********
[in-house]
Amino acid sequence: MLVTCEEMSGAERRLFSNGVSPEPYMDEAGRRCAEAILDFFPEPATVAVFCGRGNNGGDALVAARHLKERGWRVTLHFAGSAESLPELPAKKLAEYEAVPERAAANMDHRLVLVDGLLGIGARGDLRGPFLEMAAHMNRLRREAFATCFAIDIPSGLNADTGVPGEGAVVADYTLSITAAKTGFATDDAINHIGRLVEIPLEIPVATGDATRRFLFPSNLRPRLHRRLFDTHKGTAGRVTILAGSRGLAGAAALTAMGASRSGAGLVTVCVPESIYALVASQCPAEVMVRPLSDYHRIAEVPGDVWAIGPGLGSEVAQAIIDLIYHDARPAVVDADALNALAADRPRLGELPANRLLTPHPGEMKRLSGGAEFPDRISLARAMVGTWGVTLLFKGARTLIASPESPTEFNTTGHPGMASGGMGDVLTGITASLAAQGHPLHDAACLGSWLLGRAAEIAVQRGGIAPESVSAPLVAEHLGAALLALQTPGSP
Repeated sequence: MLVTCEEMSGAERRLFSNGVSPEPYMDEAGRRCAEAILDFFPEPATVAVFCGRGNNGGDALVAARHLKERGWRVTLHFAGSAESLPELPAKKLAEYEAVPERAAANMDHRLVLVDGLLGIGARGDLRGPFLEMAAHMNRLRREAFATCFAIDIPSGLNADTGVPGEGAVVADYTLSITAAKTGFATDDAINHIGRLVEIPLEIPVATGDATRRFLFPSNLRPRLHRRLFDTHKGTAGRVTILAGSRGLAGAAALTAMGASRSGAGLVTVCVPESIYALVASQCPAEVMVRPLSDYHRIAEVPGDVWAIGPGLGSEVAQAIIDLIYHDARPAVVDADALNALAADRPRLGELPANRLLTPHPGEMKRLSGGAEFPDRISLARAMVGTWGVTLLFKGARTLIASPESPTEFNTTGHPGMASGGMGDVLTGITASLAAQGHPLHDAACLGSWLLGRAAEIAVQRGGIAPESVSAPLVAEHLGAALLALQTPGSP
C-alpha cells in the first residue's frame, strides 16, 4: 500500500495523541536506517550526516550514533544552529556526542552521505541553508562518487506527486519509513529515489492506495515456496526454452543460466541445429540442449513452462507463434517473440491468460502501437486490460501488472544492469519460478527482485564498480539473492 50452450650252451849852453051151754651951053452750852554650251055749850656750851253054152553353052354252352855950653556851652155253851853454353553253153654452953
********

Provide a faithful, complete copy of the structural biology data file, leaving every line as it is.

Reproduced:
[in-house]
Amino acid sequence: MLVTCEEMSGAERRLFSNGVSPEPYMDEAGRRCAEAILDFFPEPATVAVFCGRGNNGGDALVAARHLKERGWRVTLHFAGSAESLPELPAKKLAEYEAVPERAAANMDHRLVLVDGLLGIGARGDLRGPFLEMAAHMNRLRREAFATCFAIDIPSGLNADTGVPGEGAVVADYTLSITAAKTGFATDDAINHIGRLVEIPLEIPVATGDATRRFLFPSNLRPRLHRRLFDTHKGTAGRVTILAGSRGLAGAAALTAMGASRSGAGLVTVCVPESIYALVASQCPAEVMVRPLSDYHRIAEVPGDVWAIGPGLGSEVAQAIIDLIYHDARPAVVDADALNALAADRPRLGELPANRLLTPHPGEMKRLSGGAEFPDRISLARAMVGTWGVTLLFKGARTLIASPESPTEFNTTGHPGMASGGMGDVLTGITASLAAQGHPLHDAACLGSWLLGRAAEIAVQRGGIAPESVSAPLVAEHLGAALLALQTPGSP
Repeated sequence: MLVTCEEMSGAERRLFSNGVSPEPYMDEAGRRCAEAILDFFPEPATVAVFCGRGNNGGDALVAARHLKERGWRVTLHFAGSAESLPELPAKKLAEYEAVPERAAANMDHRLVLVDGLLGIGARGDLRGPFLEMAAHMNRLRREAFATCFAIDIPSGLNADTGVPGEGAVVADYTLSITAAKTGFATDDAINHIGRLVEIPLEIPVATGDATRRFLFPSNLRPRLHRRLFDTHKGTAGRVTILAGSRGLAGAAALTAMGASRSGAGLVTVCVPESIYALVASQCPAEVMVRPLSDYHRIAEVPGDVWAIGPGLGSEVAQAIIDLIYHDARPAVVDADALNALAADRPRLGELPANRLLTPHPGEMKRLSGGAEFPDRISLARAMVGTWGVTLLFKGARTLIASPESPTEFNTTGHPGMASGGMGDVLTGITASLAAQGHPLHDAACLGSWLLGRAAEIAVQRGGIAPESVSAPLVAEHLGAALLALQTPGSP
C-alpha cells in the first residue's frame, strides 16, 4: 500500500495523541536506517550526516550514533544552529556526542552521505541553508562518487506527486519509513529515489492506495515456496526454452543460466541445429540442449513452462507463434517473440491468460502501437486490460501488472544492469519460478527482485564498480539473492 50452450650252451849852453051151754651951053452750852554650251055749850656750851253054152553353052354252352855950653556851652155253851853454353553253153654452953